Peter Reich replied: “Okay, I was on the operation when the blueberry growers paid Reich to make rain in ’54, and it started to rain. I just couldn’t believe it. Another time, this hurricane was heading right towards us and all of a sudden it veered off. You know, I participated in a lot of things that I think really happened. And I don’t know what to make of them. I remember in Arizona, he’s bought this telescope and he was seeing these flying saucers, and I remember looking through the telescope and I didn’t see the thin cigar shape with the little windows [this was how Reich described a UFO to him]. I remember thinking to myself, Well, I don’t know.
That’s where I drew the line, I think, and that was as a ten-year-old boy. But I made it rain, I made the wind come up, I don’t know, I just really don’t know.
“He was a nineteenth-century scientist, he wasn’t a twentieth-century scientist. He didn’t practice science the way scientists do today. He was a nineteenth-century mind who came crashing into twentieth-century America. And boom! The FDA was hot to get a prosecution and he walked right into it. He was sending telegrams to the president of the United States, saying he was stopping hurricanes and claiming that the FDA were Communists. He walked right into it, with his eyes wide open.”
When A Book of Dreams came out in 1973, Peter Reich was criticized for not being able to state clearly whether he now believed in orgone energy or not, though it is precisely this irresolution that makes the book such a compelling read. In 1998, in a preface to a new edition of the book, Peter Reich wrote; “The forty-four-year-old husband and father is a private person to whom this all happened a long time ago. He waits, he watches. A critic once said that Wilhelm Reich had grabbed truth by more than its tail. How much more? Does anybody know? Does Orgone Energy exist? So, yea, the son is still hedging.” Almost twenty years later he is still equivocating; his is an ambivalent, complicated relationship to his father’s ideas and inventions. “Perhaps it is the easy way out,” Peter speculated in his book.” Keeping one foot in the dream – but it is deeper than that. My childhood is the dream.”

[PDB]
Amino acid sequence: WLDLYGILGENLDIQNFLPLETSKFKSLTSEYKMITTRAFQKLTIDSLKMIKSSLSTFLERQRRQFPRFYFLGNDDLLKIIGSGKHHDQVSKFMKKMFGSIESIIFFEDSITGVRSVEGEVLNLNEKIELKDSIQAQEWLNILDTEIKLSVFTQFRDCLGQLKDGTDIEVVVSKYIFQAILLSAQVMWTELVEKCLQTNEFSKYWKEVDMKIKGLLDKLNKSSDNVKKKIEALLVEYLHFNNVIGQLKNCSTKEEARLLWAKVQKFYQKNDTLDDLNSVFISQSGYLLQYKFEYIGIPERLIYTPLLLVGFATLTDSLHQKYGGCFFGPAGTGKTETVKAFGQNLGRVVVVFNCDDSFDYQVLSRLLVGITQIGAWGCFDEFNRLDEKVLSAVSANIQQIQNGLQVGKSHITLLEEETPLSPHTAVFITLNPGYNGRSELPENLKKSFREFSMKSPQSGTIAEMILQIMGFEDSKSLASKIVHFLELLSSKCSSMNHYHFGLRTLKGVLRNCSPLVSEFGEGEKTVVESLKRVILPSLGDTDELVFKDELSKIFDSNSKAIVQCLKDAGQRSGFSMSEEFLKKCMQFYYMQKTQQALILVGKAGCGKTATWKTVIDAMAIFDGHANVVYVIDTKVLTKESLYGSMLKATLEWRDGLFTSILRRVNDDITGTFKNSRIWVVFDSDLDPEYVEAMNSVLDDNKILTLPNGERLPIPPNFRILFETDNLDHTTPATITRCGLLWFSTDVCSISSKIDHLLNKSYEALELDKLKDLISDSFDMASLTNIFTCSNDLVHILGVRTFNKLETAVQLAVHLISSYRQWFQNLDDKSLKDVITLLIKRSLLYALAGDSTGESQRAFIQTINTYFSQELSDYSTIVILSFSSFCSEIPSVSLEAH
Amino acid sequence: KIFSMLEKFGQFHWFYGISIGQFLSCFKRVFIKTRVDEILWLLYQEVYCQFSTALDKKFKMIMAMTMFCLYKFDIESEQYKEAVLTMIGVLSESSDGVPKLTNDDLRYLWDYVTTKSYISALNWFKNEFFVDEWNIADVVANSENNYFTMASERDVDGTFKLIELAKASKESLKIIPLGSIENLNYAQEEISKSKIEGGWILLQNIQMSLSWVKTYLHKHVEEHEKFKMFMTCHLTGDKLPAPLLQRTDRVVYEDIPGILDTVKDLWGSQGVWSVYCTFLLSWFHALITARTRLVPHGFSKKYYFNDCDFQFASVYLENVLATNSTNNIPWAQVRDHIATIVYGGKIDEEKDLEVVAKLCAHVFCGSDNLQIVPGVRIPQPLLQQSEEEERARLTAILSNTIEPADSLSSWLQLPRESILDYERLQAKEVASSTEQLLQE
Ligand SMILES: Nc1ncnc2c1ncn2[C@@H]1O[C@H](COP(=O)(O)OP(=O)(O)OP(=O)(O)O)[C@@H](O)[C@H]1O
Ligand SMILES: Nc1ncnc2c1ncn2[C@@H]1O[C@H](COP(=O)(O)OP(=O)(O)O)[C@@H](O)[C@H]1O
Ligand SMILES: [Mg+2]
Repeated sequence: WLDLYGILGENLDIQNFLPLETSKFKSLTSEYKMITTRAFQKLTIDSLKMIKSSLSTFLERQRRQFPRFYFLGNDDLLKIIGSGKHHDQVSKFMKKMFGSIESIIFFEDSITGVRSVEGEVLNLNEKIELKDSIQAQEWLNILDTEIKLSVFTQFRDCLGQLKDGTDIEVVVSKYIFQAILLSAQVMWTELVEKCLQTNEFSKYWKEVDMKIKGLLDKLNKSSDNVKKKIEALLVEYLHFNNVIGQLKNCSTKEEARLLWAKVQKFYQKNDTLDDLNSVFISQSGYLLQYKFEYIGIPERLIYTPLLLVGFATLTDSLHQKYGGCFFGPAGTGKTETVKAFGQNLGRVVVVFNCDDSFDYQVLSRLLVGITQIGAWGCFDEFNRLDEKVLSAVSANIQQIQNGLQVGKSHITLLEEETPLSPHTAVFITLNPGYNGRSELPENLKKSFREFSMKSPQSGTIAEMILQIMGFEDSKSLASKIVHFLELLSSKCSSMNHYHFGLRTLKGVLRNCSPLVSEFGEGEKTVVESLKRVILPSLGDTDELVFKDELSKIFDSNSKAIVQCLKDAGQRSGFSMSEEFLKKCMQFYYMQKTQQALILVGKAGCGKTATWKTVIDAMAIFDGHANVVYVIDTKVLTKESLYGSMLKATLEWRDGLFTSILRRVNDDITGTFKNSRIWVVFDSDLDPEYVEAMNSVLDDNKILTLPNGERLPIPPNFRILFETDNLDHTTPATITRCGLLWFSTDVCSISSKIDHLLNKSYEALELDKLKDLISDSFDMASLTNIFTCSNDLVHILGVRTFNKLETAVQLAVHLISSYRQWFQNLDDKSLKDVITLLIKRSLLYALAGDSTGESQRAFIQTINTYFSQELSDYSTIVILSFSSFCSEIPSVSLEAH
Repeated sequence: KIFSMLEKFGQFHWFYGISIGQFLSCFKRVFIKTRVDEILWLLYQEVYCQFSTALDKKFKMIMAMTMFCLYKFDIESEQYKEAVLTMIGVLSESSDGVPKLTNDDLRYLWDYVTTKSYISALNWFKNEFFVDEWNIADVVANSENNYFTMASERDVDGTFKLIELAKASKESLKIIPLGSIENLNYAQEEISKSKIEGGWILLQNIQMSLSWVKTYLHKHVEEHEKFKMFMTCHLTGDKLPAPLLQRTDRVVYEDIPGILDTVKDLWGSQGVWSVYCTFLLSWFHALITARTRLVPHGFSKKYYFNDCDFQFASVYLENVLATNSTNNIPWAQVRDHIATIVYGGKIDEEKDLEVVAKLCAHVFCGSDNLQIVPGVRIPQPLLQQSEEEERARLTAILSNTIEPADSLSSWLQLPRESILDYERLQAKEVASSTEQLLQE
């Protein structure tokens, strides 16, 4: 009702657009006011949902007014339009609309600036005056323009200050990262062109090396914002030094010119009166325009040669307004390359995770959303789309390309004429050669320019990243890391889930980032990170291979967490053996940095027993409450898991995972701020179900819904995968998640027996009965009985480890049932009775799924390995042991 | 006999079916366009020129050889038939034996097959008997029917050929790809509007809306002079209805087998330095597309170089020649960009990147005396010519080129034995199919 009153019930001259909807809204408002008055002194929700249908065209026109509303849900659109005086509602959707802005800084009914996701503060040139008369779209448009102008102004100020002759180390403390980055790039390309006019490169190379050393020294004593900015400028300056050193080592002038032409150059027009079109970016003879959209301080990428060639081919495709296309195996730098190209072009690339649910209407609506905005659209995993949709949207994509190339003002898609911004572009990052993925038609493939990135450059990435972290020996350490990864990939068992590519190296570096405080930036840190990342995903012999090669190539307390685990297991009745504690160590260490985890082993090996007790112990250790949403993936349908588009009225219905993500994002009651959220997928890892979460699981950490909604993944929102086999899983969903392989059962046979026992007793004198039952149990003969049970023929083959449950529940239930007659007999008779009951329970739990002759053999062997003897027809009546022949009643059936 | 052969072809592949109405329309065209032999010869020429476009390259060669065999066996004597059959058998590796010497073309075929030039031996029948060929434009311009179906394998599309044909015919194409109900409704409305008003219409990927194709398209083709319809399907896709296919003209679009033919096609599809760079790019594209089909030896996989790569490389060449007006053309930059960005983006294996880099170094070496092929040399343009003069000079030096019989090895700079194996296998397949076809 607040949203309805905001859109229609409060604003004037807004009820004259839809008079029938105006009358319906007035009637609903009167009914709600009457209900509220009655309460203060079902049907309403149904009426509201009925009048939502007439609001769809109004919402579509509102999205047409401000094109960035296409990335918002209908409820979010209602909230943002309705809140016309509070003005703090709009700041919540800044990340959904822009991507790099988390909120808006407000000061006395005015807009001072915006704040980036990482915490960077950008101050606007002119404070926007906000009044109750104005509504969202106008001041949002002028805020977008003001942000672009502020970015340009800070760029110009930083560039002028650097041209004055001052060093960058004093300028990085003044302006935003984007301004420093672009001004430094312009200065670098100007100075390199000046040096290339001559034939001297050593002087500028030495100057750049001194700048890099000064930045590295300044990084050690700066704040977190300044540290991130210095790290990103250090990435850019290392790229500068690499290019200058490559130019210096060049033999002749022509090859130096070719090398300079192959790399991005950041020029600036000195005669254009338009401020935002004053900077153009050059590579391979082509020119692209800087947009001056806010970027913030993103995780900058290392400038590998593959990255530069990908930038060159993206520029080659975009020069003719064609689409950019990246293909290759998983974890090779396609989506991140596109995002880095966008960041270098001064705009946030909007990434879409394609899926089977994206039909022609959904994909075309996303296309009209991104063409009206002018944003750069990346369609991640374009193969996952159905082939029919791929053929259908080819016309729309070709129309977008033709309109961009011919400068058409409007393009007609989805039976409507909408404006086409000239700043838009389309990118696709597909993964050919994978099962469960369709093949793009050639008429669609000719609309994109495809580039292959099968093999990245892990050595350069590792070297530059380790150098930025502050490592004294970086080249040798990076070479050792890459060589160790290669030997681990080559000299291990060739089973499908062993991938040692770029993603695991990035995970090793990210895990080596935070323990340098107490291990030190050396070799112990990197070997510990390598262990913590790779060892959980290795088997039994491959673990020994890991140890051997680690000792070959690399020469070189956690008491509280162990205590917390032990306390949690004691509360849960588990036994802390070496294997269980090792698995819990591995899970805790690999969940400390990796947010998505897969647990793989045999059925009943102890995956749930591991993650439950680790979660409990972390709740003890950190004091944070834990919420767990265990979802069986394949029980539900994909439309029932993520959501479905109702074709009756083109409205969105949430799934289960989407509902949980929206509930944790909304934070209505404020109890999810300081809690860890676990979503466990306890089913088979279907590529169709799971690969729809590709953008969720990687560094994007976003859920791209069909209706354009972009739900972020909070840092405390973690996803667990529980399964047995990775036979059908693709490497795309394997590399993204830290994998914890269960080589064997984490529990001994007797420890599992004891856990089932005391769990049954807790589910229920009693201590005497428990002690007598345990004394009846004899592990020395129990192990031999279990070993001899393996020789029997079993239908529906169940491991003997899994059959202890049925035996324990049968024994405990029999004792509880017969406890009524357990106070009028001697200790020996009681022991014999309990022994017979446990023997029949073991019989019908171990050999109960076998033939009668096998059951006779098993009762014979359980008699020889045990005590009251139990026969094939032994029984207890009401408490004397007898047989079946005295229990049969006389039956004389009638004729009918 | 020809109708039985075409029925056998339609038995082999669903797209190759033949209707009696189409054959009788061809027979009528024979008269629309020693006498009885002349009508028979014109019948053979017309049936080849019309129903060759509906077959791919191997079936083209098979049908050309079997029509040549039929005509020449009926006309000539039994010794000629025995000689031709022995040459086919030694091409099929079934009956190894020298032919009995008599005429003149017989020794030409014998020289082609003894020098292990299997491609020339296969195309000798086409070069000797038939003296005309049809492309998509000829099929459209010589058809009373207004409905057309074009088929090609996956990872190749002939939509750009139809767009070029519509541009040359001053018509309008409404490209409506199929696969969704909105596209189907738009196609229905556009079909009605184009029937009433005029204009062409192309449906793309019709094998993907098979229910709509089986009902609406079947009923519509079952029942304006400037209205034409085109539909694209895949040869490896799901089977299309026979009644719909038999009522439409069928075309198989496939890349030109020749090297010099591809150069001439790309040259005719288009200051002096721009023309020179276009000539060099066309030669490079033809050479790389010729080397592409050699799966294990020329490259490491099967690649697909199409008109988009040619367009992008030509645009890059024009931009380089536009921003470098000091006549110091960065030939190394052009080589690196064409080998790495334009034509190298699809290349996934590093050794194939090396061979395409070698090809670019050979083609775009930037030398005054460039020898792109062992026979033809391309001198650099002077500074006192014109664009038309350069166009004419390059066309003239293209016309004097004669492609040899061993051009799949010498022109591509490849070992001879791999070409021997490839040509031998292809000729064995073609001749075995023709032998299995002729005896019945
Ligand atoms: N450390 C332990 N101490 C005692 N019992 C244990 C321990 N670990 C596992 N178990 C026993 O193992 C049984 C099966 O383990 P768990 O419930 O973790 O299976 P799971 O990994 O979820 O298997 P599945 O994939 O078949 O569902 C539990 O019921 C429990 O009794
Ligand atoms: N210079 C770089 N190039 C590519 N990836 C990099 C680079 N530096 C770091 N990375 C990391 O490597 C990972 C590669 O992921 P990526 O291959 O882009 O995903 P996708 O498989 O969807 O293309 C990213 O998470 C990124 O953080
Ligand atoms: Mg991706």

“You know, he was like Obi-Wan Kenobi,” he repeated. “He was all there, all the time. He would get drunk –he did have a bad drinking problem. And he beat my mother up. But it’s funny, that doesn’t detract in my mind. He would get drunk because he was so lonely. One by one [his friends] got to the eye-rolling point. They kept peeling off. At a certain point I just think he started spiraling and he knew that it couldn’t go on anymore. [The Yugoslav filmmaker Dusan] Makavejev said that everybody has a blind spot when it comes to Reich, and I think that’s true. But where does the blind spot begin?”
In the posthumously published Contact with Space, Reich wrote:
"On March 25, 1956 at 10PM, a thought of a very remote possibility entered my mind which I fear will never leave me again: Am I a spaceman? Do I belong to a new race on earth, bred by men from outer space in embraces with earth women? Are my children off-spring of the first interplanetary race? Has the melting pot of interplanetary society already been created on our planet, as the melting pot of all earth nations was established in the U.S.A. 190 years ago? Or, is this thought related to things to come in the future? I request my right and privilege to have such thoughts and to ask such questions without being threatened to be jailed by any administrative agency.”
“Hey, man, see that mother with the red nose?
“Yeah, what about him?”
“He’s the Sex Box man!”
“What the hell is the Sex Box man?”
“Whatta you mean – you don’t know? Everyone knows about the Sex Box man. It was in all the papers. He kinda made a big wooden sex coffin, and a guy and a chick would crawl; into it. They’d have to make love for an hour before he’d let them out. It was a big porno raid. Everybody read about it.”